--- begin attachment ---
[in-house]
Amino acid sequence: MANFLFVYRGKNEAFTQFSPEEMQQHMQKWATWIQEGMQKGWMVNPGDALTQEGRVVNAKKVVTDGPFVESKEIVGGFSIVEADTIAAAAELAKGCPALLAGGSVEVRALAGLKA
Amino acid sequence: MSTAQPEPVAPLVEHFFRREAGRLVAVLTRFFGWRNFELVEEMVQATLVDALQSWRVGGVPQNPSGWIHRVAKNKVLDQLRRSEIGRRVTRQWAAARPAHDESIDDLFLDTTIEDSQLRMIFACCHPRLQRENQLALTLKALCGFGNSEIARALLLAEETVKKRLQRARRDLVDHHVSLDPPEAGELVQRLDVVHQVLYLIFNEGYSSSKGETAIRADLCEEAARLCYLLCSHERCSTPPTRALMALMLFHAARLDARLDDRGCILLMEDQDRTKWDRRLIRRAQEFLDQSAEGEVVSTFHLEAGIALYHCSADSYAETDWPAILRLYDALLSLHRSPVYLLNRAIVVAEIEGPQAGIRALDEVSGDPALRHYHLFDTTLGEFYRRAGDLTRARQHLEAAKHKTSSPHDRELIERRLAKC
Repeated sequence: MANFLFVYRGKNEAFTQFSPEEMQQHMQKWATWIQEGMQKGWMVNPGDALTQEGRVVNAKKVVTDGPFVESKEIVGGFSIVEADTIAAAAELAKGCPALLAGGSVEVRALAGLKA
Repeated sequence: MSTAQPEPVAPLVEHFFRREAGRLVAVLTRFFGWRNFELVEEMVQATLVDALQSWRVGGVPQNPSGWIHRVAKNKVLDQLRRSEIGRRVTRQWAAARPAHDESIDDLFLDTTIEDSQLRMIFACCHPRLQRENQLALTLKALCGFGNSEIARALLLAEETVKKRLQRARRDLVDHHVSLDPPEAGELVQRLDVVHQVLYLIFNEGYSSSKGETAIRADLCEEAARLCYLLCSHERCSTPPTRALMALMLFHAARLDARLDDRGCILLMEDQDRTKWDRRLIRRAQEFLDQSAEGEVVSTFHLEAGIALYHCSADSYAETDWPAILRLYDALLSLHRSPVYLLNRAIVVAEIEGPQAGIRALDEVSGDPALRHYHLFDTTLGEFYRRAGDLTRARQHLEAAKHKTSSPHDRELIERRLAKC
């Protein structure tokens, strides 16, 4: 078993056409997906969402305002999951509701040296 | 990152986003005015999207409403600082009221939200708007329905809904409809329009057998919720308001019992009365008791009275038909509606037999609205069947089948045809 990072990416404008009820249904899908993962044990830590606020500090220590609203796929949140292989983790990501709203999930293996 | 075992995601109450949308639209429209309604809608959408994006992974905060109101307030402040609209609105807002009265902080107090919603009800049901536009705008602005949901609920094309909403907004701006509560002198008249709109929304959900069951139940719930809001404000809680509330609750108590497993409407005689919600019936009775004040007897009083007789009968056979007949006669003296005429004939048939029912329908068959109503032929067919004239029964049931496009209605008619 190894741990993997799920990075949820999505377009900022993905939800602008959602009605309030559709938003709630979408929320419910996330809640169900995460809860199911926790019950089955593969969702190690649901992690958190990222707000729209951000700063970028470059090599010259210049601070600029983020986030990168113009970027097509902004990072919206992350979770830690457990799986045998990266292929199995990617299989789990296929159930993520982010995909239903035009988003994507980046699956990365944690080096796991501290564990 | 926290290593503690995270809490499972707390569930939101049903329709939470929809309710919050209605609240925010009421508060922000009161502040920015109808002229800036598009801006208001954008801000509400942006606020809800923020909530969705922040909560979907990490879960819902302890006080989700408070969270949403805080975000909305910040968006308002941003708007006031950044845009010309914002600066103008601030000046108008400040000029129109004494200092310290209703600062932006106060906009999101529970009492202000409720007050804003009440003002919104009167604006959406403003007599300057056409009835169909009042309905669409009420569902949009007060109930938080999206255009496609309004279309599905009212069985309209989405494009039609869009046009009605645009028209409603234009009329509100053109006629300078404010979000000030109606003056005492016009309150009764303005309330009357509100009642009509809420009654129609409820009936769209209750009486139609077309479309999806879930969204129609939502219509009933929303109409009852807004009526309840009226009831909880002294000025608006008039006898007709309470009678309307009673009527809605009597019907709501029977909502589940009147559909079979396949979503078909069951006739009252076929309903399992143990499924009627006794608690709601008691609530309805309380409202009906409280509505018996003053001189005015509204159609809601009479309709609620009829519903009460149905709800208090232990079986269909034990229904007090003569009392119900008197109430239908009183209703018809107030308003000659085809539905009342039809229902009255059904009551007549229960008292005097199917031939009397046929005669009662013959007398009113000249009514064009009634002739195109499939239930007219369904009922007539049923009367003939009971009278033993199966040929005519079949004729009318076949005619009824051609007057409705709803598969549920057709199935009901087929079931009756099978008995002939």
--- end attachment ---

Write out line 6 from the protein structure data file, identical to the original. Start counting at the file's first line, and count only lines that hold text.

């Protein structure tokens, strides 16, 4: 078993056409997906969402305002999951509701040296 | 990152986003005015999207409403600082009221939200708007329905809904409809329009057998919720308001019992009365008791009275038909509606037999609205069947089948045809 990072990416404008009820249904899908993962044990830590606020500090220590609203796929949140292989983790990501709203999930293996 | 075992995601109450949308639209429209309604809608959408994006992974905060109101307030402040609209609105807002009265902080107090919603009800049901536009705008602005949901609920094309909403907004701006509560002198008249709109929304959900069951139940719930809001404000809680509330609750108590497993409407005689919600019936009775004040007897009083007789009968056979007949006669003296005429004939048939029912329908068959109503032929067919004239029964049931496009209605008619 190894741990993997799920990075949820999505377009900022993905939800602008959602009605309030559709938003709630979408929320419910996330809640169900995460809860199911926790019950089955593969969702190690649901992690958190990222707000729209951000700063970028470059090599010259210049601070600029983020986030990168113009970027097509902004990072919206992350979770830690457990799986045998990266292929199995990617299989789990296929159930993520982010995909239903035009988003994507980046699956990365944690080096796991501290564990 | 926290290593503690995270809490499972707390569930939101049903329709939470929809309710919050209605609240925010009421508060922000009161502040920015109808002229800036598009801006208001954008801000509400942006606020809800923020909530969705922040909560979907990490879960819902302890006080989700408070969270949403805080975000909305910040968006308002941003708007006031950044845009010309914002600066103008601030000046108008400040000029129109004494200092310290209703600062932006106060906009999101529970009492202000409720007050804003009440003002919104009167604006959406403003007599300057056409009835169909009042309905669409009420569902949009007060109930938080999206255009496609309004279309599905009212069985309209989405494009039609869009046009009605645009028209409603234009009329509100053109006629300078404010979000000030109606003056005492016009309150009764303005309330009357509100009642009509809420009654129609409820009936769209209750009486139609077309479309999806879930969204129609939502219509009933929303109409009852807004009526309840009226009831909880002294000025608006008039006898007709309470009678309307009673009527809605009597019907709501029977909502589940009147559909079979396949979503078909069951006739009252076929309903399992143990499924009627006794608690709601008691609530309805309380409202009906409280509505018996003053001189005015509204159609809601009479309709609620009829519903009460149905709800208090232990079986269909034990229904007090003569009392119900008197109430239908009183209703018809107030308003000659085809539905009342039809229902009255059904009551007549229960008292005097199917031939009397046929005669009662013959007398009113000249009514064009009634002739195109499939239930007219369904009922007539049923009367003939009971009278033993199966040929005519079949004729009318076949005619009824051609007057409705709803598969549920057709199935009901087929079931009756099978008995002939």